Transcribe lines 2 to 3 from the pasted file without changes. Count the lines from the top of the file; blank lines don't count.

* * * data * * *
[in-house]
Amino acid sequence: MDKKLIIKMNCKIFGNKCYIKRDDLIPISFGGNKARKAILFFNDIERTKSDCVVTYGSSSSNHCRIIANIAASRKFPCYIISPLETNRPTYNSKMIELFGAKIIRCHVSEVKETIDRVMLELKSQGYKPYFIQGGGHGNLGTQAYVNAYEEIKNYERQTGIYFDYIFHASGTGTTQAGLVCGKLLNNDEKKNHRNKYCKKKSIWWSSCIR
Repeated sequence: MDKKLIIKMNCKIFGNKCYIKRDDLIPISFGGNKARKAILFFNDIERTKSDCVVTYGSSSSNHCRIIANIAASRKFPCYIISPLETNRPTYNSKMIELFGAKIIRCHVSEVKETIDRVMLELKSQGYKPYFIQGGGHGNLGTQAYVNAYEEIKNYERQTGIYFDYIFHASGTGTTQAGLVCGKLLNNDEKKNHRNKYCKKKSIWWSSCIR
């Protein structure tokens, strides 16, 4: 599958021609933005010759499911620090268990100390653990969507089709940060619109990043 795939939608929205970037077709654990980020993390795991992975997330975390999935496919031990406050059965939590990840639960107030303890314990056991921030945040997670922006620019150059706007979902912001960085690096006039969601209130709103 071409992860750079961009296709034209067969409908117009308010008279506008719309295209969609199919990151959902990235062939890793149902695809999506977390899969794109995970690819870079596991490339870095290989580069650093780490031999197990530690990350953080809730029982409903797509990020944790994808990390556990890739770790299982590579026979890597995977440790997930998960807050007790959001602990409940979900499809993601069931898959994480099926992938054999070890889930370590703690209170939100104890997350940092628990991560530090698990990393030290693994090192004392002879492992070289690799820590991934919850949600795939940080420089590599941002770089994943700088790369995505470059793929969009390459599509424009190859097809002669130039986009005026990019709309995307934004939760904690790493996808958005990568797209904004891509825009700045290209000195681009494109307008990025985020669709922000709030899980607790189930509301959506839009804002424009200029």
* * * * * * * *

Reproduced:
Amino acid sequence: MDKKLIIKMNCKIFGNKCYIKRDDLIPISFGGNKARKAILFFNDIERTKSDCVVTYGSSSSNHCRIIANIAASRKFPCYIISPLETNRPTYNSKMIELFGAKIIRCHVSEVKETIDRVMLELKSQGYKPYFIQGGGHGNLGTQAYVNAYEEIKNYERQTGIYFDYIFHASGTGTTQAGLVCGKLLNNDEKKNHRNKYCKKKSIWWSSCIR
Repeated sequence: MDKKLIIKMNCKIFGNKCYIKRDDLIPISFGGNKARKAILFFNDIERTKSDCVVTYGSSSSNHCRIIANIAASRKFPCYIISPLETNRPTYNSKMIELFGAKIIRCHVSEVKETIDRVMLELKSQGYKPYFIQGGGHGNLGTQAYVNAYEEIKNYERQTGIYFDYIFHASGTGTTQAGLVCGKLLNNDEKKNHRNKYCKKKSIWWSSCIR